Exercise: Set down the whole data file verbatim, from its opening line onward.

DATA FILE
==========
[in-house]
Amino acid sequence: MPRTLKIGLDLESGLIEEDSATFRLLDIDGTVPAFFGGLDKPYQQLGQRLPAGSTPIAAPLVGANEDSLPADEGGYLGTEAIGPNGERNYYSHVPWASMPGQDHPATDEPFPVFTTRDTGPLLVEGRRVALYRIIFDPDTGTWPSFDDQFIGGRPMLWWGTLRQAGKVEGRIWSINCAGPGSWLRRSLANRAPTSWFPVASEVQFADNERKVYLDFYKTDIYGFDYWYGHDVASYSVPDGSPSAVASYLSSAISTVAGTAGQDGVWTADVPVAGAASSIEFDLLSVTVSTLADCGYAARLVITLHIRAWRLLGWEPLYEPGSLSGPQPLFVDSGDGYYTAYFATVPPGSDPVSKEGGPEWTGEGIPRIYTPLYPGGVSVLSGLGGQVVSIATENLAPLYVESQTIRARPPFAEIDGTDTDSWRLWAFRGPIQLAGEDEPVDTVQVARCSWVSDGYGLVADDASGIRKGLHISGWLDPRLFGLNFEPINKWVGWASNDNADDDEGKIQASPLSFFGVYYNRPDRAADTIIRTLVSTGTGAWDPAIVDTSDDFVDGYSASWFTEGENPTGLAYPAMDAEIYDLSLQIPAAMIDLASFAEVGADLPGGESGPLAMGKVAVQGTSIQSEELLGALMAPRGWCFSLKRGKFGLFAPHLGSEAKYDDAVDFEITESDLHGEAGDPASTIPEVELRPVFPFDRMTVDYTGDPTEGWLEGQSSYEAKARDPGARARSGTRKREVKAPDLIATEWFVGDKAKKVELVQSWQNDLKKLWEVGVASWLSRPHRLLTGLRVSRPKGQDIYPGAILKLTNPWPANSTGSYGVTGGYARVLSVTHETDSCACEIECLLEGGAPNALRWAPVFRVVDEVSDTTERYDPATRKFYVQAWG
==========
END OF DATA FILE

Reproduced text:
[in-house]
Amino acid sequence: MPRTLKIGLDLESGLIEEDSATFRLLDIDGTVPAFFGGLDKPYQQLGQRLPAGSTPIAAPLVGANEDSLPADEGGYLGTEAIGPNGERNYYSHVPWASMPGQDHPATDEPFPVFTTRDTGPLLVEGRRVALYRIIFDPDTGTWPSFDDQFIGGRPMLWWGTLRQAGKVEGRIWSINCAGPGSWLRRSLANRAPTSWFPVASEVQFADNERKVYLDFYKTDIYGFDYWYGHDVASYSVPDGSPSAVASYLSSAISTVAGTAGQDGVWTADVPVAGAASSIEFDLLSVTVSTLADCGYAARLVITLHIRAWRLLGWEPLYEPGSLSGPQPLFVDSGDGYYTAYFATVPPGSDPVSKEGGPEWTGEGIPRIYTPLYPGGVSVLSGLGGQVVSIATENLAPLYVESQTIRARPPFAEIDGTDTDSWRLWAFRGPIQLAGEDEPVDTVQVARCSWVSDGYGLVADDASGIRKGLHISGWLDPRLFGLNFEPINKWVGWASNDNADDDEGKIQASPLSFFGVYYNRPDRAADTIIRTLVSTGTGAWDPAIVDTSDDFVDGYSASWFTEGENPTGLAYPAMDAEIYDLSLQIPAAMIDLASFAEVGADLPGGESGPLAMGKVAVQGTSIQSEELLGALMAPRGWCFSLKRGKFGLFAPHLGSEAKYDDAVDFEITESDLHGEAGDPASTIPEVELRPVFPFDRMTVDYTGDPTEGWLEGQSSYEAKARDPGARARSGTRKREVKAPDLIATEWFVGDKAKKVELVQSWQNDLKKLWEVGVASWLSRPHRLLTGLRVSRPKGQDIYPGAILKLTNPWPANSTGSYGVTGGYARVLSVTHETDSCACEIECLLEGGAPNALRWAPVFRVVDEVSDTTERYDPATRKFYVQAWG